• FC Barcelona-Bayern Munich: This is certainly the match most people are waiting for. FC Barcelona has not had a good season, and will look to redeem itself in the CL. Lionel Messi was again outstanding in the 3-1 victory over Napoli, and people seem to expect him to carry the side. In the meantime, Bayern Munich totally cruised to the final via Chelsea, and are perhaps slight favourites to make it to the quarterfinal. However, with Messi and in a knock-out, anything can happen!
Be sure to have some beers if you, like me, are watching these matches alone and locked down at home!

Saturday, August 08, 2020

The importance of Jurgen Klopp

I just heard this BBC documentary about Jurgen Klopp, and would greatly recommend it:
https://www.bbc.co.uk/programmes/w3ct0q0y
It shows that he combines incredible football intelligence and work, with a unique personality. It does not surprise me, but it makes my admiration all the greater for Mr. Klopp.
The world, even beyond football, needs more people like him.

Thursday, August 06, 2020

The Europa League 2019-20 quarterfinals

During this past week I have enjoyed watching the Europa league last-16 fixtures that were seriously delayed due to the COVID-19 pandemic. I am in fact somewhat glad that football can provide a little relief in this my sixth month of lockdown, although I would love a pint in a pub while watching....
We now have the following EL quarterfinals:

  • Shakhtar Donetsk-Basel
  • Inter Milan-Bayer Leverkusen
  • Manchester United-FC Copenhagen
  • Wolverhampton-Sevilla
Both the Europa League and the Champions League will, due to the pandemic, take place as mini-tournaments over the next couple of weeks, in Germany and Portugal respectively. For fans (who will nevertheless be able to attend the matches), this will be a replacement for all the tournaments we have missed this summer, and maybe the format will be a success. More interesting will be whether these tournaments will lead to different outcomes than what would be expected from the more traditional format: teams focused completely on this and playing only one match, without spectators, after such long breaks. It would appear that this format will be more open for surprises, why it will be very interesting to follow!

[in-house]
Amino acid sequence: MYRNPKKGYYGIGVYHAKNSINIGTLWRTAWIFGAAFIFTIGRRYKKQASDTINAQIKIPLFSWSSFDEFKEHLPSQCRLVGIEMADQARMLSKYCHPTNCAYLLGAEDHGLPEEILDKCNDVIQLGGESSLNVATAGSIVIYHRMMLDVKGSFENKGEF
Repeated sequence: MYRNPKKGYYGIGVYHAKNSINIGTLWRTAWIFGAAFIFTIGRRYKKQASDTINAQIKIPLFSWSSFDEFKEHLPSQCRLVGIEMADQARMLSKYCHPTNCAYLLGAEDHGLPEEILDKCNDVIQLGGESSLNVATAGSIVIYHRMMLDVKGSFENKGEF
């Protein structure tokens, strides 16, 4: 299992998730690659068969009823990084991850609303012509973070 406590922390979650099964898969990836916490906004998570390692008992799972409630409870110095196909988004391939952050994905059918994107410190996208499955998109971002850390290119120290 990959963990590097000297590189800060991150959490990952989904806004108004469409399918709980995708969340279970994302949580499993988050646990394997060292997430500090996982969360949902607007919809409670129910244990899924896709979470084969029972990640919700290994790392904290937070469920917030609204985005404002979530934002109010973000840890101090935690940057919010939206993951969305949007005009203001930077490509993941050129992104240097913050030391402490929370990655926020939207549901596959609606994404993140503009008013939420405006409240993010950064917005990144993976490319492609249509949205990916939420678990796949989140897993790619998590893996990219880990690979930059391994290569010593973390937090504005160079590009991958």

UEFA appears to have taken strict measures regarding COVID-19. Beyond playing without fans, teams are completely isolated in their hotels (even from their management, which is perhaps only pleasant...), and players are routinely tested. But some measures appear more symbolic, such as not shaking hands before the match (appears redundant considering how close contact that players undergo during the match) or prohibiting the exchange of shirts after each match (after 90 minutes of close contact and the need to wash the shirts anyway, this appears redundant). 
In any case, someone recently told me that the virus spreads over a distance of 600 meters, which would make any measure redundant anyway, except for every human living in sealed bubbles 600 meters apart...

Wednesday, August 05, 2020

Gracias Iker

Iker Casillas is retiring. He is certainly one of the greatest goalkeepers of all time, and one of the gentlemen of the sport, of which there are few left. He won it all with Spain and Real Madrid, and it is therefore terribly unfair how he was treated when his career was on the wane. They should have thanked him forever for what he gave them, but Mr. Casillas was never a bitter man, and has, as always, shown more grace than the people who criticized him! Thanks for everything Iker Casillas!